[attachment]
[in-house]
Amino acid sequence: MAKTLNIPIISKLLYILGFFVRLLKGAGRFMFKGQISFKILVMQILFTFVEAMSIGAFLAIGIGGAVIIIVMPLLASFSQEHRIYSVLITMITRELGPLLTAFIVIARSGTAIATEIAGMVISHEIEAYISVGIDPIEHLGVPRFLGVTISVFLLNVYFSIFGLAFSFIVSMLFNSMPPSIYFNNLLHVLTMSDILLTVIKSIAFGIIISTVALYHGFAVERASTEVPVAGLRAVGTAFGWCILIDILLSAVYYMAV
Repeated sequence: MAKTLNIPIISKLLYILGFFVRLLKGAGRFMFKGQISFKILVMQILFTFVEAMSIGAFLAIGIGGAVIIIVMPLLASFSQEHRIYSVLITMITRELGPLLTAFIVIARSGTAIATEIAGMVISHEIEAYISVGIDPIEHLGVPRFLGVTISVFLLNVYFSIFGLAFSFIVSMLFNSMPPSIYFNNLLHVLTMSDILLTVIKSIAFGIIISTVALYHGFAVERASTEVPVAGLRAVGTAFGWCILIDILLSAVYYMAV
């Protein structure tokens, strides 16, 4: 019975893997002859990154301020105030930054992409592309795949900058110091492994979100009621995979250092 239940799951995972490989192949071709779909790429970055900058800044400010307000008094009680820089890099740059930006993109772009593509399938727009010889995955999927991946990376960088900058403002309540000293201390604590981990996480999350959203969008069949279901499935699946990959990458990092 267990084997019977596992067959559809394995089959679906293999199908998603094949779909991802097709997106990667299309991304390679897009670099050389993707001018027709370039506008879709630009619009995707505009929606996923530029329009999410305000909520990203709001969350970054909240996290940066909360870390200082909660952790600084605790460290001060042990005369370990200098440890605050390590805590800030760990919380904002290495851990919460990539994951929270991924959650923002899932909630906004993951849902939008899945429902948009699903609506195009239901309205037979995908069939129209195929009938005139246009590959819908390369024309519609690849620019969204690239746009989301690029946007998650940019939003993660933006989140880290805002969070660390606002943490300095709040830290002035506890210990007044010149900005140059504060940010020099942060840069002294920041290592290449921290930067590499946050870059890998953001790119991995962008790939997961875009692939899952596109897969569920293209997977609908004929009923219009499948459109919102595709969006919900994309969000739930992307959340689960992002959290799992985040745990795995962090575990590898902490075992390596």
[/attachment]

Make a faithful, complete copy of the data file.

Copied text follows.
[in-house]
Amino acid sequence: MAKTLNIPIISKLLYILGFFVRLLKGAGRFMFKGQISFKILVMQILFTFVEAMSIGAFLAIGIGGAVIIIVMPLLASFSQEHRIYSVLITMITRELGPLLTAFIVIARSGTAIATEIAGMVISHEIEAYISVGIDPIEHLGVPRFLGVTISVFLLNVYFSIFGLAFSFIVSMLFNSMPPSIYFNNLLHVLTMSDILLTVIKSIAFGIIISTVALYHGFAVERASTEVPVAGLRAVGTAFGWCILIDILLSAVYYMAV
Repeated sequence: MAKTLNIPIISKLLYILGFFVRLLKGAGRFMFKGQISFKILVMQILFTFVEAMSIGAFLAIGIGGAVIIIVMPLLASFSQEHRIYSVLITMITRELGPLLTAFIVIARSGTAIATEIAGMVISHEIEAYISVGIDPIEHLGVPRFLGVTISVFLLNVYFSIFGLAFSFIVSMLFNSMPPSIYFNNLLHVLTMSDILLTVIKSIAFGIIISTVALYHGFAVERASTEVPVAGLRAVGTAFGWCILIDILLSAVYYMAV
């Protein structure tokens, strides 16, 4: 019975893997002859990154301020105030930054992409592309795949900058110091492994979100009621995979250092 239940799951995972490989192949071709779909790429970055900058800044400010307000008094009680820089890099740059930006993109772009593509399938727009010889995955999927991946990376960088900058403002309540000293201390604590981990996480999350959203969008069949279901499935699946990959990458990092 267990084997019977596992067959559809394995089959679906293999199908998603094949779909991802097709997106990667299309991304390679897009670099050389993707001018027709370039506008879709630009619009995707505009929606996923530029329009999410305000909520990203709001969350970054909240996290940066909360870390200082909660952790600084605790460290001060042990005369370990200098440890605050390590805590800030760990919380904002290495851990919460990539994951929270991924959650923002899932909630906004993951849902939008899945429902948009699903609506195009239901309205037979995908069939129209195929009938005139246009590959819908390369024309519609690849620019969204690239746009989301690029946007998650940019939003993660933006989140880290805002969070660390606002943490300095709040830290002035506890210990007044010149900005140059504060940010020099942060840069002294920041290592290449921290930067590499946050870059890998953001790119991995962008790939997961875009692939899952596109897969569920293209997977609908004929009923219009499948459109919102595709969006919900994309969000739930992307959340689960992002959290799992985040745990795995962090575990590898902490075992390596």